IMS vs. Brooklands

This article was originally published in the August 8, 1909 Indianapolis Star. It is significant in that it is further evidence of how competitive Indianapolis Motor Speedway President Carl Fisher and the other founders of the track were with the Brooklands racing facility in England.
Brooklands was another large closed circuit course base in England. High banked and paved with concrete there could be little doubt the track's design permitted higher speeds. Nonetheless Speedway officials longed for the right to claim world's speed records they believed would establish the track as the greatest in the world - and attract massive crowds.
Brooklands had been open since 1907 and had already staged several race and record time trial meets. The English facility boasted several records. Speedway officials wrote the track to receive an official statement of the records established there. The idea was to be very clear on the accuracy of those records and provide something for the drivers at the Speedway's upcoming first auto race meet to shoot at.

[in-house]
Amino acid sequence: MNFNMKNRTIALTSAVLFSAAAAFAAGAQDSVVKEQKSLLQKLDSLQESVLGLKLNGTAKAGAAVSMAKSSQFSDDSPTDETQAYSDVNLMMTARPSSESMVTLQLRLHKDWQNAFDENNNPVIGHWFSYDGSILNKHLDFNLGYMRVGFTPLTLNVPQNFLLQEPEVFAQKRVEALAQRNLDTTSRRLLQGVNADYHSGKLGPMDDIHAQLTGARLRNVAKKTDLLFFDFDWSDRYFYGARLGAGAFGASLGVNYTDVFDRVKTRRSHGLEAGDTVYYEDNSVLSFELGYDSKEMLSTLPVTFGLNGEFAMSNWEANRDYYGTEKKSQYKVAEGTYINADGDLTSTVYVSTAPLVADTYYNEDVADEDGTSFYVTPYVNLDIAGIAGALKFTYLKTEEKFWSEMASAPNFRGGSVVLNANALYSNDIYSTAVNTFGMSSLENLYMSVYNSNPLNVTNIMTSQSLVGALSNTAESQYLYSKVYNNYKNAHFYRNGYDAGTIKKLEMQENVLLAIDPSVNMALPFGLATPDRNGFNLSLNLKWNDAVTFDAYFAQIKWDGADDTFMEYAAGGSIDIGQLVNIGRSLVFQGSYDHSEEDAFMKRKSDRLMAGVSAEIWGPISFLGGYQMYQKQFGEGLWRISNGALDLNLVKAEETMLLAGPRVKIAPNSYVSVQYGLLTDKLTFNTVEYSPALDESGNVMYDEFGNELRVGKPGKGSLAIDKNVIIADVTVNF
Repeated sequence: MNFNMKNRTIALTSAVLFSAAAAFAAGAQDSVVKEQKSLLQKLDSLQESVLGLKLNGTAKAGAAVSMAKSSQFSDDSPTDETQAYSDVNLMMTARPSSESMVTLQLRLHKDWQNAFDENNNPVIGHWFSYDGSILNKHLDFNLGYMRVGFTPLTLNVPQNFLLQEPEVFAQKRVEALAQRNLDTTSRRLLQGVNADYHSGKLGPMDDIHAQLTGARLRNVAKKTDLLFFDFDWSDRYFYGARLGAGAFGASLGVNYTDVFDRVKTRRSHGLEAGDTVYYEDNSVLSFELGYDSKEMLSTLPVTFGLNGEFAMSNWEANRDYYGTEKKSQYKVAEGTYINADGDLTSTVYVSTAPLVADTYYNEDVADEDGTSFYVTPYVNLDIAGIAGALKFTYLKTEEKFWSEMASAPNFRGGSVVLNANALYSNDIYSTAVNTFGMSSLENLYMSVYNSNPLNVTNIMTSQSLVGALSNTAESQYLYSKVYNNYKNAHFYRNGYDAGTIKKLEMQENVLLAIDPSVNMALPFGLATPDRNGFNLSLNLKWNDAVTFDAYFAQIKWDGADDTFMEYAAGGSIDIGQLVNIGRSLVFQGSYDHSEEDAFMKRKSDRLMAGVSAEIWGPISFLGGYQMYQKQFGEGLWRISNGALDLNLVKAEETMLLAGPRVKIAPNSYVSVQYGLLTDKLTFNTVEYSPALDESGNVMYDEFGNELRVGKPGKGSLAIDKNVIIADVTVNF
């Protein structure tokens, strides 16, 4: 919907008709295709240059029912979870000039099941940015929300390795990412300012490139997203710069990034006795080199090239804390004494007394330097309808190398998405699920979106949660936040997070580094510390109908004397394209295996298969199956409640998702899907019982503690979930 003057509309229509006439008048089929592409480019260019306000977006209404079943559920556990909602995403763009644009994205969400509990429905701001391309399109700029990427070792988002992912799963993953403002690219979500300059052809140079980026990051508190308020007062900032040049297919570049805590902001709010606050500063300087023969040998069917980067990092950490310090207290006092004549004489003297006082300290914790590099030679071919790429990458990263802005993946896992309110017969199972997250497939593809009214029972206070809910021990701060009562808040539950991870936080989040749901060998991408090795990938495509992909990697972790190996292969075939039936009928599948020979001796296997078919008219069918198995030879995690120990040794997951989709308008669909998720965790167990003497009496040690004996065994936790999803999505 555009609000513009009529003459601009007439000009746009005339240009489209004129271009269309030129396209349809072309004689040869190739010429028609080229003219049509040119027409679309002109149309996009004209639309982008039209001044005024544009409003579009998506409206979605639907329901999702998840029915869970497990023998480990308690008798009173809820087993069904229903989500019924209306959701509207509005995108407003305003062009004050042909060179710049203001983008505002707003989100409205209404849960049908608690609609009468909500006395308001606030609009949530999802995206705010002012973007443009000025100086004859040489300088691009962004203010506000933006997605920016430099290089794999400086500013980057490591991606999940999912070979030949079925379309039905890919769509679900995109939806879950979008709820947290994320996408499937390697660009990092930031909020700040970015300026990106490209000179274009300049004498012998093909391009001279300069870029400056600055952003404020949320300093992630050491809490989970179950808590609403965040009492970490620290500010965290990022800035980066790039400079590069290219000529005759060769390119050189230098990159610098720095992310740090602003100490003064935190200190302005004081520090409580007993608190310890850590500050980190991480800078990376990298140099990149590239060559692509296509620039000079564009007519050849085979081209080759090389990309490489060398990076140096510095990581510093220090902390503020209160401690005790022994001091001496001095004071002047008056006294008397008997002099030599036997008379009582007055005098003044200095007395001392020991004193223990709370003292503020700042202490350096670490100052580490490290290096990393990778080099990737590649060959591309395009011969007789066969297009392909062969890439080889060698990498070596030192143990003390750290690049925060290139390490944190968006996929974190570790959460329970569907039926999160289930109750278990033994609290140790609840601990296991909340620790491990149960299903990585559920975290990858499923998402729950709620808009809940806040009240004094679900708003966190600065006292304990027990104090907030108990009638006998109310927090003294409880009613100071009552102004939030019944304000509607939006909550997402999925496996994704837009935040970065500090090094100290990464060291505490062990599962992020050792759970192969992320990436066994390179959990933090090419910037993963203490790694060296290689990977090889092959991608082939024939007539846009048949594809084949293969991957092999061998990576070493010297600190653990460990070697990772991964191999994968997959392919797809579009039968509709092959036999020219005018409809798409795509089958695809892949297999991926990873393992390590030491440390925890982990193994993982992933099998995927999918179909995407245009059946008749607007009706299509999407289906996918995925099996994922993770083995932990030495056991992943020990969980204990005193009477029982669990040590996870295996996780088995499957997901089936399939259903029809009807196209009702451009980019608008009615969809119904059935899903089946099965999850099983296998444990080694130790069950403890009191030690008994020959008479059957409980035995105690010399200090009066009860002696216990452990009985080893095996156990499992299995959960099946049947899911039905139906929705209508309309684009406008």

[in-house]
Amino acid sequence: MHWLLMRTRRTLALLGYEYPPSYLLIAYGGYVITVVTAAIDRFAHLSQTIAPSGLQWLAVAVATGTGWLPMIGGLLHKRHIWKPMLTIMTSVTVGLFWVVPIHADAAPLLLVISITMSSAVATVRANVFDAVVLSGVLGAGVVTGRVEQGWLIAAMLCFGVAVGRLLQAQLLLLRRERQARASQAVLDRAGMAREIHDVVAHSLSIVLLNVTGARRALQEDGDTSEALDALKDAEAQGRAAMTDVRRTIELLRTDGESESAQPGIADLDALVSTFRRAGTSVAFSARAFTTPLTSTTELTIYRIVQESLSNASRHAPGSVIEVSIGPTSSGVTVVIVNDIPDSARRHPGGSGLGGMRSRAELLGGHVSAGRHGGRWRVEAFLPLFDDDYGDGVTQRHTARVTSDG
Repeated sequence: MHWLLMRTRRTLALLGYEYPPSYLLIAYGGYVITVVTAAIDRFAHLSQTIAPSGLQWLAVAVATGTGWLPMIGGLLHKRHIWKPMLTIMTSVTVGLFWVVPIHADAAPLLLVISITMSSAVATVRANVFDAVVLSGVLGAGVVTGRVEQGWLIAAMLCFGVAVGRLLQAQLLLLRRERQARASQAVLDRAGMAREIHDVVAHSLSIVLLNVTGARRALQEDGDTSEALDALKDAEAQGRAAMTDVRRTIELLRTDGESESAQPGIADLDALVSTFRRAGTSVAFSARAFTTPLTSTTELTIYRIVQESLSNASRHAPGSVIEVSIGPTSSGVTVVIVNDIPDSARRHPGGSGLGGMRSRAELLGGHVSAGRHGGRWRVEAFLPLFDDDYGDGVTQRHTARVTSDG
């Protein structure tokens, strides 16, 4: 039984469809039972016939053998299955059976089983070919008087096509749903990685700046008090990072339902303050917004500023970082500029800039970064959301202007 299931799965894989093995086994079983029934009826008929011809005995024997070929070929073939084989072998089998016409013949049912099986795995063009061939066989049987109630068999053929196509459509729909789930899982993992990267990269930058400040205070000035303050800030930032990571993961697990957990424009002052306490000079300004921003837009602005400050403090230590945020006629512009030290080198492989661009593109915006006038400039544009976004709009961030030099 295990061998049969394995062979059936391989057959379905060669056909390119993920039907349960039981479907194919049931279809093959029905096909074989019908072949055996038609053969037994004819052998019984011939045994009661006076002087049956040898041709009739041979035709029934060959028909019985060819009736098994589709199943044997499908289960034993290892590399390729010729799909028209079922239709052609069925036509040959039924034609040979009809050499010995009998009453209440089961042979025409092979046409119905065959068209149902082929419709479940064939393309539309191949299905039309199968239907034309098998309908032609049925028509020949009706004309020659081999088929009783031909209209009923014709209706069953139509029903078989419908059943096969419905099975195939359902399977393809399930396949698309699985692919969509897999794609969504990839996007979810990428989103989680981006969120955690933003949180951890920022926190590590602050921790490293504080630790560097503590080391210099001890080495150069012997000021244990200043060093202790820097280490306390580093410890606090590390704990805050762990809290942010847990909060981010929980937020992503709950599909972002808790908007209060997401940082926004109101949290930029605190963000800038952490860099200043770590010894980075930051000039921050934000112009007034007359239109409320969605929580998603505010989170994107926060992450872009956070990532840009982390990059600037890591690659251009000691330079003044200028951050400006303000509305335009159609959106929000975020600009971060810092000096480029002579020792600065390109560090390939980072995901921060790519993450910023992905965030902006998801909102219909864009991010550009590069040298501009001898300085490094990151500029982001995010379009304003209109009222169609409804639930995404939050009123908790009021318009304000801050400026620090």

Brooklands officials stressed the importance of the official recognition of the Royal Automoible Club (RAC) as well as the use of electric timing devices for accuracy. The article also lists various classes of race cars recognized by the RAC. Finally, as a side note the article refers to Britain as "John Bull's country," a term you don't hear every day.

IMSBrooklands080809.pdf2.39 MB